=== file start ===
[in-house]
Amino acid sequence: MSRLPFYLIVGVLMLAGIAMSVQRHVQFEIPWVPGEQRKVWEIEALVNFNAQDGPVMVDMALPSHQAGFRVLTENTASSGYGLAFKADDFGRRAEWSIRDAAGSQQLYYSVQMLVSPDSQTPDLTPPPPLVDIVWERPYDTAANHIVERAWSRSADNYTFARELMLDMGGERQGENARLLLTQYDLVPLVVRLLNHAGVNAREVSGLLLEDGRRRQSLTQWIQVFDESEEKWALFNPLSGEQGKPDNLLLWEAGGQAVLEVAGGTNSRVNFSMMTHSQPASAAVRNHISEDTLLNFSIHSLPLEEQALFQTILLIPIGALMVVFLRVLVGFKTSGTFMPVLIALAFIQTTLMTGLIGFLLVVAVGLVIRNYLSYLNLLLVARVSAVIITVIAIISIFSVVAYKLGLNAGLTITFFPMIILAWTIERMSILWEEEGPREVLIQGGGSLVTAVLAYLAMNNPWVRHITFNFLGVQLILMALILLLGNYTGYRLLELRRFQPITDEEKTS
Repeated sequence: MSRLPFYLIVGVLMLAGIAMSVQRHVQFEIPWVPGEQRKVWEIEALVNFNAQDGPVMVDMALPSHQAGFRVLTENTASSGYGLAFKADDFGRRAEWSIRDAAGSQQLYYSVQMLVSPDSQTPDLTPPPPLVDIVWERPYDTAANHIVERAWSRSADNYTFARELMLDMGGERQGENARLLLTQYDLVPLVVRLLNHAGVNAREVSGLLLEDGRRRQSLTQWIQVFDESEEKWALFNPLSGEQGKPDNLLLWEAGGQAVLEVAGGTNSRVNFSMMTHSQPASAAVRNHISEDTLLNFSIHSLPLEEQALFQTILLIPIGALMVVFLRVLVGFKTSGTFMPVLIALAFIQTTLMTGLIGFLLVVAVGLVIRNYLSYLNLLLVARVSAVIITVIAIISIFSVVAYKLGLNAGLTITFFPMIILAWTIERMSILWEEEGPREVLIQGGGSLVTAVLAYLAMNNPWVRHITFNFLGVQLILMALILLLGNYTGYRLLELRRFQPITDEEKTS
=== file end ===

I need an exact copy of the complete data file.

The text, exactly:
[in-house]
Amino acid sequence: MSRLPFYLIVGVLMLAGIAMSVQRHVQFEIPWVPGEQRKVWEIEALVNFNAQDGPVMVDMALPSHQAGFRVLTENTASSGYGLAFKADDFGRRAEWSIRDAAGSQQLYYSVQMLVSPDSQTPDLTPPPPLVDIVWERPYDTAANHIVERAWSRSADNYTFARELMLDMGGERQGENARLLLTQYDLVPLVVRLLNHAGVNAREVSGLLLEDGRRRQSLTQWIQVFDESEEKWALFNPLSGEQGKPDNLLLWEAGGQAVLEVAGGTNSRVNFSMMTHSQPASAAVRNHISEDTLLNFSIHSLPLEEQALFQTILLIPIGALMVVFLRVLVGFKTSGTFMPVLIALAFIQTTLMTGLIGFLLVVAVGLVIRNYLSYLNLLLVARVSAVIITVIAIISIFSVVAYKLGLNAGLTITFFPMIILAWTIERMSILWEEEGPREVLIQGGGSLVTAVLAYLAMNNPWVRHITFNFLGVQLILMALILLLGNYTGYRLLELRRFQPITDEEKTS
Repeated sequence: MSRLPFYLIVGVLMLAGIAMSVQRHVQFEIPWVPGEQRKVWEIEALVNFNAQDGPVMVDMALPSHQAGFRVLTENTASSGYGLAFKADDFGRRAEWSIRDAAGSQQLYYSVQMLVSPDSQTPDLTPPPPLVDIVWERPYDTAANHIVERAWSRSADNYTFARELMLDMGGERQGENARLLLTQYDLVPLVVRLLNHAGVNAREVSGLLLEDGRRRQSLTQWIQVFDESEEKWALFNPLSGEQGKPDNLLLWEAGGQAVLEVAGGTNSRVNFSMMTHSQPASAAVRNHISEDTLLNFSIHSLPLEEQALFQTILLIPIGALMVVFLRVLVGFKTSGTFMPVLIALAFIQTTLMTGLIGFLLVVAVGLVIRNYLSYLNLLLVARVSAVIITVIAIISIFSVVAYKLGLNAGLTITFFPMIILAWTIERMSILWEEEGPREVLIQGGGSLVTAVLAYLAMNNPWVRHITFNFLGVQLILMALILLLGNYTGYRLLELRRFQPITDEEKTS